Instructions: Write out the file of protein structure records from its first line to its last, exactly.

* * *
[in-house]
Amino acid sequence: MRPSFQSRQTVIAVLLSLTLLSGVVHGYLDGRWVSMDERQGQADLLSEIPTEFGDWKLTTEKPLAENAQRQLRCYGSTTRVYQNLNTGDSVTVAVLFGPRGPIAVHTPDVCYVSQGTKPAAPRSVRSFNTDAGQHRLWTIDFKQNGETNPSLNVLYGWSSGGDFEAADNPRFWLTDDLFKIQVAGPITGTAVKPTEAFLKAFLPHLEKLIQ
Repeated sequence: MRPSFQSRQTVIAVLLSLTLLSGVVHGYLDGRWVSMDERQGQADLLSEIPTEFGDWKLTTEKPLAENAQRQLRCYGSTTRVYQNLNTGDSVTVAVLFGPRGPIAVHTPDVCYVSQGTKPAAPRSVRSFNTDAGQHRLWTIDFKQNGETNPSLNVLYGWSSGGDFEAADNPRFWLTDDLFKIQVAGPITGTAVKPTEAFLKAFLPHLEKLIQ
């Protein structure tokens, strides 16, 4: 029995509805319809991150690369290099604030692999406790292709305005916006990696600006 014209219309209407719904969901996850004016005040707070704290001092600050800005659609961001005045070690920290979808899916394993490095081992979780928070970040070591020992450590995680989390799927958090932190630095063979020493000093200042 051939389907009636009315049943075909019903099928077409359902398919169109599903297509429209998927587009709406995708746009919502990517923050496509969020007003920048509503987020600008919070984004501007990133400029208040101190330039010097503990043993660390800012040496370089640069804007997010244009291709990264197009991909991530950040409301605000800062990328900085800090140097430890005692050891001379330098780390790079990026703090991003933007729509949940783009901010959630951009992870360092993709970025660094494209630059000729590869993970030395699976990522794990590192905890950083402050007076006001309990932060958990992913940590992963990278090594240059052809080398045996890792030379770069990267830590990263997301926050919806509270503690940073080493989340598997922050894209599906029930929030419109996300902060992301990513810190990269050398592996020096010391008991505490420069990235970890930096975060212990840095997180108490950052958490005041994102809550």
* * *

[in-house]
Amino acid sequence: MRPSFQSRQTVIAVLLSLTLLSGVVHGYLDGRWVSMDERQGQADLLSEIPTEFGDWKLTTEKPLAENAQRQLRCYGSTTRVYQNLNTGDSVTVAVLFGPRGPIAVHTPDVCYVSQGTKPAAPRSVRSFNTDAGQHRLWTIDFKQNGETNPSLNVLYGWSSGGDFEAADNPRFWLTDDLFKIQVAGPITGTAVKPTEAFLKAFLPHLEKLIQ
Repeated sequence: MRPSFQSRQTVIAVLLSLTLLSGVVHGYLDGRWVSMDERQGQADLLSEIPTEFGDWKLTTEKPLAENAQRQLRCYGSTTRVYQNLNTGDSVTVAVLFGPRGPIAVHTPDVCYVSQGTKPAAPRSVRSFNTDAGQHRLWTIDFKQNGETNPSLNVLYGWSSGGDFEAADNPRFWLTDDLFKIQVAGPITGTAVKPTEAFLKAFLPHLEKLIQ
């Protein structure tokens, strides 16, 4: 029995509805319809991150690369290099604030692999406790292709305005916006990696600006 014209219309209407719904969901996850004016005040707070704290001092600050800005659609961001005045070690920290979808899916394993490095081992979780928070970040070591020992450590995680989390799927958090932190630095063979020493000093200042 051939389907009636009315049943075909019903099928077409359902398919169109599903297509429209998927587009709406995708746009919502990517923050496509969020007003920048509503987020600008919070984004501007990133400029208040101190330039010097503990043993660390800012040496370089640069804007997010244009291709990264197009991909991530950040409301605000800062990328900085800090140097430890005692050891001379330098780390790079990026703090991003933007729509949940783009901010959630951009992870360092993709970025660094494209630059000729590869993970030395699976990522794990590192905890950083402050007076006001309990932060958990992913940590992963990278090594240059052809080398045996890792030379770069990267830590990263997301926050919806509270503690940073080493989340598997922050894209599906029930929030419109996300902060992301990513810190990269050398592996020096010391008991505490420069990235970890930096975060212990840095997180108490950052958490005041994102809550």